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All The Ways Squid Game Made History At The 2022 Emmys

In 2019 and 2020, audiences ate hefty portions of the rich in films like "Knives Out" and "Ready or Not," and series like "Slasher: Flesh and Blood." By 2021, however — and in the midst of a devastating pandemic whose degree of impact was increasingly tied to one's zip code and tax bracket (via Human Rights Watch and IDB) — viewers were in need of an even more poignant commentary. One that attacked the very foundations of income inequality, and capitalism run amok.  Enter: Hwang Dong-hyuk's "Squid Game." 

The original series, which had been in development for 10 years — about a group of desperate contestants who compete in a seemingly harmless but ultimately deadly game show for much-needed cash — was, less than a month out from its September 17th debut, Netflix' most successful series launch to-date, with over 111 million fans (per Hype Beast). To say that it took the TV viewing world by storm would be an understatement, so it came as no surprise when the series was given the green light for a second season last June (via CNN) or when it pocketed so many nominations, and wins, at the 2022 Primetime Emmy Awards.

However, while the series' much deserved acclaim and celebration isn't particularly surprising, it is noteworthy, since several of those "Squid Game" awards made Emmy history.

Hwang, Lee, Squid Game, and its cast make history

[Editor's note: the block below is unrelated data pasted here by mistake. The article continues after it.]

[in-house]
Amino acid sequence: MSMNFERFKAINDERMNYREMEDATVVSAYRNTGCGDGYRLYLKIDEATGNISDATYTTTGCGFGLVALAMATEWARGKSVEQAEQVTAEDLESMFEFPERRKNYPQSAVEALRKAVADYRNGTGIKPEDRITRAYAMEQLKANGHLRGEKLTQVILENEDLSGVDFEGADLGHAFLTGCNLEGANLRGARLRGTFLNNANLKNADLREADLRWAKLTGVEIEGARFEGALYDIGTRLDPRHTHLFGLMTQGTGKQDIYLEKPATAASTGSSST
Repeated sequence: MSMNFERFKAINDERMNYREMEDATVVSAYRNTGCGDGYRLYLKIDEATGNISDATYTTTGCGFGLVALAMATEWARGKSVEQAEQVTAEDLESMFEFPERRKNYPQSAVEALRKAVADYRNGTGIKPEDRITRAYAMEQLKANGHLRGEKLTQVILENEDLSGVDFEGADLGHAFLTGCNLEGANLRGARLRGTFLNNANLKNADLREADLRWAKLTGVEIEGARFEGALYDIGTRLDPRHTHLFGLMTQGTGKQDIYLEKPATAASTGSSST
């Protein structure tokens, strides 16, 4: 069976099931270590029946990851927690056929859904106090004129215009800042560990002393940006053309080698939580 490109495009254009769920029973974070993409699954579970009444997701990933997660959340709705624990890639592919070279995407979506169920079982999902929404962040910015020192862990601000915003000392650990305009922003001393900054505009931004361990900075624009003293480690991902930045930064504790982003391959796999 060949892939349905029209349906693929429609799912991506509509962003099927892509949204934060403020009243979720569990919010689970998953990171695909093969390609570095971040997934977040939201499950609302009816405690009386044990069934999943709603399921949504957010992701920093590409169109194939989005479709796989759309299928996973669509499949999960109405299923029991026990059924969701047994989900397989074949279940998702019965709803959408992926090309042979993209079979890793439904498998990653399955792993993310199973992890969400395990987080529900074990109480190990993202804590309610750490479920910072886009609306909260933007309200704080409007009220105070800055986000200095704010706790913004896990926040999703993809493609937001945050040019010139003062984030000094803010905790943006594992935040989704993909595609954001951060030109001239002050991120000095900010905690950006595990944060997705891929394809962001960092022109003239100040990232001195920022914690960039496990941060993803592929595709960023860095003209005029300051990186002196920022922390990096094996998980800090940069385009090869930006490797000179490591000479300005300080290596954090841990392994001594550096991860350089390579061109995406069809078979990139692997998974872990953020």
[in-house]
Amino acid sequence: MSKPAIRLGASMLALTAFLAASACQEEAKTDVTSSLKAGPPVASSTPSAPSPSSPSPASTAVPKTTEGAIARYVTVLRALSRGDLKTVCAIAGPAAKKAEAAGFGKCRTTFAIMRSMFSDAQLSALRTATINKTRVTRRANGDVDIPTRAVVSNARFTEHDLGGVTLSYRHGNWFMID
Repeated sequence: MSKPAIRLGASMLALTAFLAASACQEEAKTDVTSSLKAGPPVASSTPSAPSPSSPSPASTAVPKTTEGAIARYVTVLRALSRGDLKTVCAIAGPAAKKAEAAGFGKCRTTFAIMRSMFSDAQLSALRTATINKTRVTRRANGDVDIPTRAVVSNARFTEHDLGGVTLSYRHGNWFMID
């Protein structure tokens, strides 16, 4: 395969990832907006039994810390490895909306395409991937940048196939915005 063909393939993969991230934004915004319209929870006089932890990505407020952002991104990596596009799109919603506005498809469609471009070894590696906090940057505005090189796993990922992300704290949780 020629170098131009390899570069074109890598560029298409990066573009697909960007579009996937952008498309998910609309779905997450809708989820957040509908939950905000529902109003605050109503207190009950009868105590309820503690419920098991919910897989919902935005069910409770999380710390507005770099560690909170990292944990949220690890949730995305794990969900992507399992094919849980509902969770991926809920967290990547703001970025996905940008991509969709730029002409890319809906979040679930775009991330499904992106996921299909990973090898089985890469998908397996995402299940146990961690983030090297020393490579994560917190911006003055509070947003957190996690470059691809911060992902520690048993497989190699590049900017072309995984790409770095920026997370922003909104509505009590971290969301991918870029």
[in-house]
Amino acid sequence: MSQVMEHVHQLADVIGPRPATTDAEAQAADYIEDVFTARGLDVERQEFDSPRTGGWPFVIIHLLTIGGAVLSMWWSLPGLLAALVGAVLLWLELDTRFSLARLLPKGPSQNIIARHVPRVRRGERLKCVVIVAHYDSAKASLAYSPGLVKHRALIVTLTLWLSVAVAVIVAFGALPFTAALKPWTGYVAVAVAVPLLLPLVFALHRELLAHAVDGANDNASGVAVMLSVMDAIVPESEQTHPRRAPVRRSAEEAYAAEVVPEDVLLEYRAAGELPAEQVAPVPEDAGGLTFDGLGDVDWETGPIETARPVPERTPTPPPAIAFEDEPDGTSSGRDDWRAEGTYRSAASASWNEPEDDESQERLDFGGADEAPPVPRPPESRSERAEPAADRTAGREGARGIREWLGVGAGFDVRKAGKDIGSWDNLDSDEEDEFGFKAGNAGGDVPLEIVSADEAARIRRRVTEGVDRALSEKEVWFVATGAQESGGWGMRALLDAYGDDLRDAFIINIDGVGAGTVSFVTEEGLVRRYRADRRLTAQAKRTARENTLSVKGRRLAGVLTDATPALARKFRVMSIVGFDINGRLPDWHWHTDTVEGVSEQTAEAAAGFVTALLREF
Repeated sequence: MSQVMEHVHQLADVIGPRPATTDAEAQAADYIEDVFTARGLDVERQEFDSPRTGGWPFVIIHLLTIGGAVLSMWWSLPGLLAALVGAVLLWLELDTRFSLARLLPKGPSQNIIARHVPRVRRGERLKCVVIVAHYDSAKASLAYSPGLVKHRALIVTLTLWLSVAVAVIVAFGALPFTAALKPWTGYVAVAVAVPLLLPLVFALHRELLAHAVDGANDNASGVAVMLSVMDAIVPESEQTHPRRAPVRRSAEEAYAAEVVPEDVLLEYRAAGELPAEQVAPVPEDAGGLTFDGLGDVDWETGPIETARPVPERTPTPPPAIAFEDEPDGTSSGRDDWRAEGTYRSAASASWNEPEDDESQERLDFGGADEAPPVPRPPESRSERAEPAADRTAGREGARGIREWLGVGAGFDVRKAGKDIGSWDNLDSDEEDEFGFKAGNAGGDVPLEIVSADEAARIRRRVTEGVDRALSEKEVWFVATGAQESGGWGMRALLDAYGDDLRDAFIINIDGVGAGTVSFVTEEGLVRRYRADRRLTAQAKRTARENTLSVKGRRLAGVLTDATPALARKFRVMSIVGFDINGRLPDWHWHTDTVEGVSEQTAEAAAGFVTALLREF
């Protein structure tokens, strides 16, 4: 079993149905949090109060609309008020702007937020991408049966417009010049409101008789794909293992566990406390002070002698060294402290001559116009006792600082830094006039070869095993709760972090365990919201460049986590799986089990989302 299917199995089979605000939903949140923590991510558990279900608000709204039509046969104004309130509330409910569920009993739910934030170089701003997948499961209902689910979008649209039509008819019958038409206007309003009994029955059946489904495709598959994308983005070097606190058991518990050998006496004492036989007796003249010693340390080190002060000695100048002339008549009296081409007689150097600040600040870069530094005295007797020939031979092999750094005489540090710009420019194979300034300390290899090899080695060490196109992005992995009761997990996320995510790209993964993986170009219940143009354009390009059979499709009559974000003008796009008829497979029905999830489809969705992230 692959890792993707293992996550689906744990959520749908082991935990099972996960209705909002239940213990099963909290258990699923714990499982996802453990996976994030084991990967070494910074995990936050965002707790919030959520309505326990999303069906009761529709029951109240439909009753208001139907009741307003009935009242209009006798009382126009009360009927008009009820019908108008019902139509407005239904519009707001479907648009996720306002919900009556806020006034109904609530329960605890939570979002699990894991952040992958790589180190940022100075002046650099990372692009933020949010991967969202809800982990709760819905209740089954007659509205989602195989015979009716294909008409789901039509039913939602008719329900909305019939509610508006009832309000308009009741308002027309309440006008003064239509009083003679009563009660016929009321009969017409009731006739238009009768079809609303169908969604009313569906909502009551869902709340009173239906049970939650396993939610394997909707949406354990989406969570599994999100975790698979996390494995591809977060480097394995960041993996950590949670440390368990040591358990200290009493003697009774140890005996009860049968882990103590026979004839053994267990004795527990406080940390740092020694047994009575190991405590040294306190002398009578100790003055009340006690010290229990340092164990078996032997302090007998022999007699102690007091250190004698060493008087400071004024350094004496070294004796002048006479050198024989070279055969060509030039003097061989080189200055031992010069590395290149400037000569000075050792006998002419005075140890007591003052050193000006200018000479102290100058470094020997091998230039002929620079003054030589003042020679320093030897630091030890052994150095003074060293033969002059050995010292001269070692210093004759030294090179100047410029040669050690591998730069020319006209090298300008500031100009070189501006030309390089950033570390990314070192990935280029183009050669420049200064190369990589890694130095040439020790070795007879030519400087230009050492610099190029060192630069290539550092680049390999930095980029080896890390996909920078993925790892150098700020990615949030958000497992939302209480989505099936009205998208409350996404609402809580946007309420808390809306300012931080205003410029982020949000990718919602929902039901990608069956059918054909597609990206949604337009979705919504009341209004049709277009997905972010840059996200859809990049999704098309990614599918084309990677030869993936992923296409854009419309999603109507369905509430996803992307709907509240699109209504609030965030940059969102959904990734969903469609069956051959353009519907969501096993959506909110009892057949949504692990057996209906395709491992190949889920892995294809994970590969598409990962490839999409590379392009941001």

Heading in to the 2022 Emmys, "Squid Game" had earned itself 14 nominations, and taken home the awards for Stunt Performance, Production Design for a Narrative Contemporary Program (One Hour or More), Special Visual Effects in a Single Episode, and Outstanding Guest Actress in a Drama (for Lee You-mi) at the Creative Arts Emmys over the weekend. On Monday, the series added two more awards to its collection.

Hwang became the first South Korean, and the first Asian, to be awarded the top honor of Outstanding Directing for a Drama Series — a series that made history in and of itself, as the first non-English language series to receive a nomination for Outstanding Drama Series (per Variety) and the first to take home major awards at the ceremony (via The Los Angeles Times)

Lee Jung-jae's Oustanding Lead Actor win — for his portrayal of protagonist Seong Gi-hun — made him, like Hwang, the first South Korean and the first Asian to take home the award, and although Park Hae-soo, Jung Ho-yeon, and Oh Yeong-su didn't win in their respective categories, all five cast members were the first native Koreans to receive nominations, as The Los Angeles Times reported back in July. 

In Hwang's acceptance speech, he was quick to point out that the history made was a team effort, and shared his hope that future ceremonies would be even more globally inclusive: "I truly hope 'Squid Game' won't be the last non-English series to be here at the Emmys," he said (via E! News).